Al-Kontar confirmed news that the ministry has considered issuing him a special pass under the Syrian Refugee Program, but he has refused the offer. “I refused for various reasons, the first being that it’s not a program that can grant me a place in society. Malaysia is not part of the 1951 Refugee Convention, and so this program is one that benefits a specific segment of Syrians. Second, I am not allowed to work or make a living and if I try to do so, I’ll be expelled. Why should I succumb to this?  I’d rather stay in the airport until further notice,” Al-Kontar said.


“This is a propaganda stunt and it only delayed my problem. The program in question is run by private entities and has provided 3,000 Syrians so-called refugee status, but that’s far from the truth.  It will only protect them after their three-month visitor’s visa expires. Once my passport is expired, I’ll be here for good and will never be allowed out,” Al-Kontar said.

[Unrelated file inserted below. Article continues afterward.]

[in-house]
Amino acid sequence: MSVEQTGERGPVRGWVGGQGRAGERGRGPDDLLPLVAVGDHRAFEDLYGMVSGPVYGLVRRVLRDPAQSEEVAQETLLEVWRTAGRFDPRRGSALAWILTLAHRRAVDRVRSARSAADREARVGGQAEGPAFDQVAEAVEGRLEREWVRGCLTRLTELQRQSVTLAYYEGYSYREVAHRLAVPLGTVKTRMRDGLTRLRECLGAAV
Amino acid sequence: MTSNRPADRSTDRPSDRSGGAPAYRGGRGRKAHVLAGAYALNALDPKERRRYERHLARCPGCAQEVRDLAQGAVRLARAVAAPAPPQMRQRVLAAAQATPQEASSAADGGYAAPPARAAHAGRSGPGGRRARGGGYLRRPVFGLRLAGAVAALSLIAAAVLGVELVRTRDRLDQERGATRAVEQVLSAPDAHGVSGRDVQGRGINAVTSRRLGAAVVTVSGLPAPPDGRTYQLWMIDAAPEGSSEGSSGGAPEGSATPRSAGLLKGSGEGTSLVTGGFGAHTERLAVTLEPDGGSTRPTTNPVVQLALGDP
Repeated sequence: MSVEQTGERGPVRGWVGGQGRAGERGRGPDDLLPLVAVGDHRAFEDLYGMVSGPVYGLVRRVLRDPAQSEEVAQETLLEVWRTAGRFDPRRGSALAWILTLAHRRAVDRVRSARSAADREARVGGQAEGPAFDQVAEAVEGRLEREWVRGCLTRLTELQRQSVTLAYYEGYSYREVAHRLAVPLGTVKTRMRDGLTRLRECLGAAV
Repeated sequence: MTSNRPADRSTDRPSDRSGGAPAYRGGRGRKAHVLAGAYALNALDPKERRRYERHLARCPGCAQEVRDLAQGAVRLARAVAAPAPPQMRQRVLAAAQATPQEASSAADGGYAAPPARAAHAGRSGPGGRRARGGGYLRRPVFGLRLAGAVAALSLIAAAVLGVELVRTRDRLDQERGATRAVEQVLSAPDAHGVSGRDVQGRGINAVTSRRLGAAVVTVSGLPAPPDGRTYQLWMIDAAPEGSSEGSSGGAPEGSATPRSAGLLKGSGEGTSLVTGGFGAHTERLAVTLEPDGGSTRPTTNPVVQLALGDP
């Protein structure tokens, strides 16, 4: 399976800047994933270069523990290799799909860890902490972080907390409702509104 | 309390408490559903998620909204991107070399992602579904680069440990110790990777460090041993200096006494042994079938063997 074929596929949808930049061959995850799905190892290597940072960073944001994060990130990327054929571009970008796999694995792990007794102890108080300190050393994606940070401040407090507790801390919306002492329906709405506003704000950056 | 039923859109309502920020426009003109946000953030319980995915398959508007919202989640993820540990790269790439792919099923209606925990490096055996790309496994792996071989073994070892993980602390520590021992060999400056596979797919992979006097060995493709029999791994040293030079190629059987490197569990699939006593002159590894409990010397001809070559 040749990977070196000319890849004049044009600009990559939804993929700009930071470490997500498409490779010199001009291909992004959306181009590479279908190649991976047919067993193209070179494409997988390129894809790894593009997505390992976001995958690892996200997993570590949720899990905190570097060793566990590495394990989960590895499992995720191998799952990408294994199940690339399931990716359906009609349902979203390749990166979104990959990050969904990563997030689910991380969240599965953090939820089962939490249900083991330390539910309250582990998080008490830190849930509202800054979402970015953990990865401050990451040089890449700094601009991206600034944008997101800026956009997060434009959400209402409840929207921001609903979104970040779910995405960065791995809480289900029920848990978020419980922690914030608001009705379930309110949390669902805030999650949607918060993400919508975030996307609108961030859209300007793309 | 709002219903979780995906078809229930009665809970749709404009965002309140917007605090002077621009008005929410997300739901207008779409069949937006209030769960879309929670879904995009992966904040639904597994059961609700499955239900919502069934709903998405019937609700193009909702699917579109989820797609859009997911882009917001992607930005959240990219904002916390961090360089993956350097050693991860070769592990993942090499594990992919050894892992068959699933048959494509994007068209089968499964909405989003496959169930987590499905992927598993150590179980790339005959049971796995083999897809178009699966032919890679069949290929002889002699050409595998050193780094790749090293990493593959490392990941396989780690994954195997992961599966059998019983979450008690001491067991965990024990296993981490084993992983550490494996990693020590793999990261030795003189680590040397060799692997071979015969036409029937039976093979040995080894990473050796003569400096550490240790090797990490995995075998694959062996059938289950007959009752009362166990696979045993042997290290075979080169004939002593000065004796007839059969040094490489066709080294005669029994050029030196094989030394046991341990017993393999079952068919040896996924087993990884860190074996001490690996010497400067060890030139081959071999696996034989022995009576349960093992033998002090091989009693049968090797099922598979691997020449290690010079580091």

Furthering his plight, the program isn’t officially recognized on an international level. If Al-Kontar agrees, his status will not be determined by any UN-affiliated organization.  
Awaiting his fate, Al-Kontar has assured Arab News that he will not succumb to the pressure he’s under to cave in. “I call on the international community to review my case. I do not intend to do anything but start a life somewhere safe and work to give back to a country that can accept me.”

Decoder

What is Ecuador’s New Human Mobility Law?